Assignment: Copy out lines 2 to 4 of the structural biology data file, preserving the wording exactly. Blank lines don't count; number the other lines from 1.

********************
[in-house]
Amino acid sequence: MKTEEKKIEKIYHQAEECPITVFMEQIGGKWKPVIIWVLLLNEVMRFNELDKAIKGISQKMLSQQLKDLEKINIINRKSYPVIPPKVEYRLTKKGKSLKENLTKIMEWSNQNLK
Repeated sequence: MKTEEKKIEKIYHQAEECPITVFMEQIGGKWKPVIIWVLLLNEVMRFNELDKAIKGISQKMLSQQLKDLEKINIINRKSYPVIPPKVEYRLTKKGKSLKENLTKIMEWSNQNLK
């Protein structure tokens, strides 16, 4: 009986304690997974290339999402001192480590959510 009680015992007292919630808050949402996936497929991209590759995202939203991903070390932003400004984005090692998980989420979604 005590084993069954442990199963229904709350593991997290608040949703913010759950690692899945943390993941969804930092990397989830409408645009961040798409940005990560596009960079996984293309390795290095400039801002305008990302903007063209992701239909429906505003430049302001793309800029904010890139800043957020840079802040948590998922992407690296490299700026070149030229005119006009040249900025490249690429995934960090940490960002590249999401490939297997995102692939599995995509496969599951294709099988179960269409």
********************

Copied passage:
Amino acid sequence: MKTEEKKIEKIYHQAEECPITVFMEQIGGKWKPVIIWVLLLNEVMRFNELDKAIKGISQKMLSQQLKDLEKINIINRKSYPVIPPKVEYRLTKKGKSLKENLTKIMEWSNQNLK
Repeated sequence: MKTEEKKIEKIYHQAEECPITVFMEQIGGKWKPVIIWVLLLNEVMRFNELDKAIKGISQKMLSQQLKDLEKINIINRKSYPVIPPKVEYRLTKKGKSLKENLTKIMEWSNQNLK
């Protein structure tokens, strides 16, 4: 009986304690997974290339999402001192480590959510 009680015992007292919630808050949402996936497929991209590759995202939203991903070390932003400004984005090692998980989420979604 005590084993069954442990199963229904709350593991997290608040949703913010759950690692899945943390993941969804930092990397989830409408645009961040798409940005990560596009960079996984293309390795290095400039801002305008990302903007063209992701239909429906505003430049302001793309800029904010890139800043957020840079802040948590998922992407690296490299700026070149030229005119006009040249900025490249690429995934960090940490960002590249999401490939297997995102692939599995995509496969599951294709099988179960269409």